“Conceptually speaking, we are grossly underfunded,” Elaine Wynn told the Las Vegas Chamber of Commerce last week.
She wasn’t using the royal “we.” At an estimated net worth of $1.7 billion, whatever aggravations might bother Ms. Wynn, underfunding isn’t one of them.
Rather, she was talking about Nevada public education. Gov. Brian Sandoval appointed her to the state Board of Education late last year, and so now Nevada is supposed to pay attention to things that Elaine Wynn says about schools.
According to coverage in the Sun, Wynn’s belaboring of the obvious — that Nevada education is “grossly underfunded” — was applauded by the chamber gathering. Let’s be charitable and assume area business leaders were not clapping for Nevada’s notorious failure to adequately fund education, but cheering Wynn on for acknowledging that Something Must Be Done.
Alas, if the chamber has its way, nothing will be done. Nevada is one of only three states that taxes neither business income nor revenue, and the chamber has steadfastly done everything in its considerable power to keep it that way. The chamber’s top priority is not spending more money on education. The chamber’s top priority is killing the teacher-sponsored business-tax initiative that, if passed by voters next year, would … spend more money on education.
The chamber is “for” education. So a billionaire can sashay into a chamber gathering and win applause by saying that education needs more money — just so long as she qualifies her declaration as a “conceptual” need that merely requires the nodding of heads, as opposed to an actual need that demands businesses start paying some taxes. Of course, if Wynn were eager to tell the chamber to pony up, Sandoval’s political handlers would have never signed off on her appointment to the Board of Education in the first place.
Steve, the other Wynn, tends to confine his involvement in Nevada public policy to quiet rooms where his campaign contributions can do most of the talking. But he parachuted into Carson City the other day to tell legislators what casinos magnates always tell Nevada: Now, clearly, is no time to raise the gaming tax.
No one in the Legislature has talked about raising the gaming tax. Wynn’s visit unintentionally accentuated the magnitude of that oversight. Wynn complained that Nevada’s gambling industry suffers from a “serious health problem” brought on by competition posed by gambling’s expansion outside of Nevada.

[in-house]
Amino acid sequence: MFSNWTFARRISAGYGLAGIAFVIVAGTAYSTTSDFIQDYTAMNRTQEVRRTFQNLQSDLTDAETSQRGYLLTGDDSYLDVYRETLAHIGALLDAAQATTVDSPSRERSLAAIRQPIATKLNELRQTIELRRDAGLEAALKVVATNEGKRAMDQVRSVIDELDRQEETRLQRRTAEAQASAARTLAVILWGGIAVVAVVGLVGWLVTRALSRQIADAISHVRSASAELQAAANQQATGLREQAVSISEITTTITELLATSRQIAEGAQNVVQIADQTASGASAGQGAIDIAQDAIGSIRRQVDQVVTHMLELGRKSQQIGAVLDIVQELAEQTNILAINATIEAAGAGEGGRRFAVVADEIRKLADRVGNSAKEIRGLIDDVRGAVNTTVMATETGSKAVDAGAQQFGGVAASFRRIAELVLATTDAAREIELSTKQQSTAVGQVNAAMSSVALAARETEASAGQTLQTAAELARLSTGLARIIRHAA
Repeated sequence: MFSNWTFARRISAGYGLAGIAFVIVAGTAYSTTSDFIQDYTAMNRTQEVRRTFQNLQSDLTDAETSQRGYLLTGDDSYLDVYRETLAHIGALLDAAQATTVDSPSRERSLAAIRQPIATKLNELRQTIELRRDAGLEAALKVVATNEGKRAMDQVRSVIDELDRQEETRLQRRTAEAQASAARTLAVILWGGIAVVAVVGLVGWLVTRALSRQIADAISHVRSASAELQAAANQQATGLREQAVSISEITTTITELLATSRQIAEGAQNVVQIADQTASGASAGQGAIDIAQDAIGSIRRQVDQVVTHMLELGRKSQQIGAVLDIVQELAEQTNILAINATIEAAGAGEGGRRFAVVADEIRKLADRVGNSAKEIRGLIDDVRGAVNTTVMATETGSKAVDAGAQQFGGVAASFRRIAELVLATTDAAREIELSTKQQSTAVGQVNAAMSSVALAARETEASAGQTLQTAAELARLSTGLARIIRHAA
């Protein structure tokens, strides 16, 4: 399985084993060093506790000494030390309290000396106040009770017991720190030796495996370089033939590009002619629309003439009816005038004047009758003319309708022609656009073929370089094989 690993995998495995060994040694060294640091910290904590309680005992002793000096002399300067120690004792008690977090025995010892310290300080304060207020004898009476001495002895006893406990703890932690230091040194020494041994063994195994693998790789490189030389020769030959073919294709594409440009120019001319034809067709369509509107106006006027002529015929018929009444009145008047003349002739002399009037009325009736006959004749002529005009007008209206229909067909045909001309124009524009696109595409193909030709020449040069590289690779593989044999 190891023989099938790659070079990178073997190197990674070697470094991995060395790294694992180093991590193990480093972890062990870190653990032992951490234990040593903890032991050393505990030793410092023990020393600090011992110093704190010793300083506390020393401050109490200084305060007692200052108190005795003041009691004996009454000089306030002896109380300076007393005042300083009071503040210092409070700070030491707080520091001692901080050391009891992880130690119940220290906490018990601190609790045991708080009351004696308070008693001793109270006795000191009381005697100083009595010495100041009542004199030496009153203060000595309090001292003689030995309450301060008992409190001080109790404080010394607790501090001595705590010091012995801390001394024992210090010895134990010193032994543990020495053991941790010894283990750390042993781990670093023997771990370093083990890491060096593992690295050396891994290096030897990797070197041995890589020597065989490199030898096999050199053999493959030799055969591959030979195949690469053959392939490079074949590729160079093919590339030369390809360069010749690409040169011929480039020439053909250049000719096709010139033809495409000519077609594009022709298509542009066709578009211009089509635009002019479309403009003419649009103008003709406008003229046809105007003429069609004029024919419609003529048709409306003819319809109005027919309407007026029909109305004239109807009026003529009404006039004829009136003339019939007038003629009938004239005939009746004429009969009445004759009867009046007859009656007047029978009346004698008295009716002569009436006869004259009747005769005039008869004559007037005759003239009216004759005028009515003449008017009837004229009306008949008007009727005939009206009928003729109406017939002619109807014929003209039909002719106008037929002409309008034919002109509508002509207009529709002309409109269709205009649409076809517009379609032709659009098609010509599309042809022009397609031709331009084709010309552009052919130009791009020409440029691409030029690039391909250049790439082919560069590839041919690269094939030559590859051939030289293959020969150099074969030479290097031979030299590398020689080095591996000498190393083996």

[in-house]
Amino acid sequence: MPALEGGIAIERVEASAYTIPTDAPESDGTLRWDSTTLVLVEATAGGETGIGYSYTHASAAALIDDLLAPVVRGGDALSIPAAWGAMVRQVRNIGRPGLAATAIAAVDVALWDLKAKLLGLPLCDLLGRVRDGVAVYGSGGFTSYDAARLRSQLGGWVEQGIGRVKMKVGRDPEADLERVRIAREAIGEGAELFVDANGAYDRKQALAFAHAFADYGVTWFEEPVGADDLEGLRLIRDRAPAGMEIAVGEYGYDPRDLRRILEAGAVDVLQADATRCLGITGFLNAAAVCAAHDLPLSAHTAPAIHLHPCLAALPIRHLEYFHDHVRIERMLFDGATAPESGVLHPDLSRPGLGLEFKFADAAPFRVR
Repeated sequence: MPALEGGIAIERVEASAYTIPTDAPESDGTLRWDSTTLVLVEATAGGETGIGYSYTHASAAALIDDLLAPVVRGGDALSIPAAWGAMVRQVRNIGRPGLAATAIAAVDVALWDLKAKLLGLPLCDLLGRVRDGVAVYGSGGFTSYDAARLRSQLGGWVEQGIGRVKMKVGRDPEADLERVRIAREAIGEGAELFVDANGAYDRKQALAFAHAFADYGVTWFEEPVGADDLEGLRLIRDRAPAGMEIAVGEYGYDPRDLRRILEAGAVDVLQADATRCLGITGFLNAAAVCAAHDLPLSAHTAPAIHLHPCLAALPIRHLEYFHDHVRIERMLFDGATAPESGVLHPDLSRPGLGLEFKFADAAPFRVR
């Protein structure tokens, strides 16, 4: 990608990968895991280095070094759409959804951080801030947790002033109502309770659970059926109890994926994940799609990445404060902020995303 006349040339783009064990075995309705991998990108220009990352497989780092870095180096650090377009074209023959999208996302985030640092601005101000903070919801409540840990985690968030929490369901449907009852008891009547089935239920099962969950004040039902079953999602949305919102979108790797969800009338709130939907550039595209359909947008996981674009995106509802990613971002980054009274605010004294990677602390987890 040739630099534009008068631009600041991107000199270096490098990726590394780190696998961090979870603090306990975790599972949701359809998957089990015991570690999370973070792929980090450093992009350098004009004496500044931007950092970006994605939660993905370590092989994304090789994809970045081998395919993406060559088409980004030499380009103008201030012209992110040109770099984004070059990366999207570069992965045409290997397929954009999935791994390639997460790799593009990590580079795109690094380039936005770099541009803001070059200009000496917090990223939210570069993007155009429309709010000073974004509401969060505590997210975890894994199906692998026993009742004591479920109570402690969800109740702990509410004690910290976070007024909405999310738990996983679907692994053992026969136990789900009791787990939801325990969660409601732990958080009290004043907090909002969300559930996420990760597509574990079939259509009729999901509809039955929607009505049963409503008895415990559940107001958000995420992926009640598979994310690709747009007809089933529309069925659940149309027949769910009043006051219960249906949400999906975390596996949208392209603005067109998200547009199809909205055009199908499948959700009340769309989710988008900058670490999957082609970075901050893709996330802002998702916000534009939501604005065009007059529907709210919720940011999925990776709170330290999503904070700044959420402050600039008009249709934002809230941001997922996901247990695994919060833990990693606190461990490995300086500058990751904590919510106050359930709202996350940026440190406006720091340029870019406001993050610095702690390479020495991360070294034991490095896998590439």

Wynn’s whining came just days after he agreed to pay a Boston suburb tens of millions upfront as part of a deal to build a casino. More importantly, as Wynn was complaining about the Nevada’s eroding market share, Macau officials announced that gambling revenue in April was 13 percent higher than April of last year.
Macau’s gambling revenue is reportedly about six times higher than that of the Las Vegas Strip. As it happens, the gaming taxes Wynn pays on Macau gambling revenue is also about six times higher than what he pays in Nevada.
Whatever health problem plagues Nevada’s gambling industry, it pales compared to that suffered by the state budget. Wynn has done far more to cause that ailment than he’s done to cure it.
Financial health appears to be a continuing concern for Nicolas Cage, brought on by buying one European castle too many and neglecting to pay millions of dollars in taxes in a timely manner. So naturally the Nevada State Democratic Party hitched their wagon to Cage’s star and blasted out an e-mail urging the faithful to support a proposal to give tax breaks to the film industry.
It’s not only stupid policy. It’s Republican policy. But it was made all the more ludicrous because the day after Cage put on his famous hangdog face for legislators and asked for a tax break, Assembly Speaker Marilyn Kirkpatrick unveiled her long-awaited, much-worked-on proposal to tack an 8 percent tax on admission to all sorts of stuff, including but not limited to movies — even those starring Nic Cage.
So to recap: Democrats want to give tax breaks to movie producers while taxing people for going to movies. I know what you’re thinking: Why didn’t they throw in a resolution to free Jodi Arias while they were on such a populist roll?
Unlike the Wynns and Cage, Kirkpatrick is neither rich nor a celebrity. But as soon as she somewhat unexpectedly came in line for the Assembly speakership, all corners of the state’s political-media-industrial complex rushed to gush about Kirkpatrick, invariably praising her work ethic.
Earlier this week state Senate Democrats unveiled a painfully modest payroll tax proposal. The estimated revenue the tax would raise, perhaps $250 million over two years, falls short of what the state needs to spend on English-language learning alone — to say nothing of the rest of the state’s needs. And yet that amount dwarfs what would be raised by Kirkpatrick’s admissions tax, which she has effectively set up as her signature piece of the 2013 session.
Hard work is fine. But it also matters what you’re working on.
All of which brings us back to that business-tax initiative that will be on the ballot next year. The Wynns, Cage and even the frequently over-praised Kirkpatrick provide mere mortal Nevadans with a powerful reminder that if they want something done, they’re going to have to do it themselves.
HUGH JACKSON co-hosts The Agenda on KSNV Channel 3.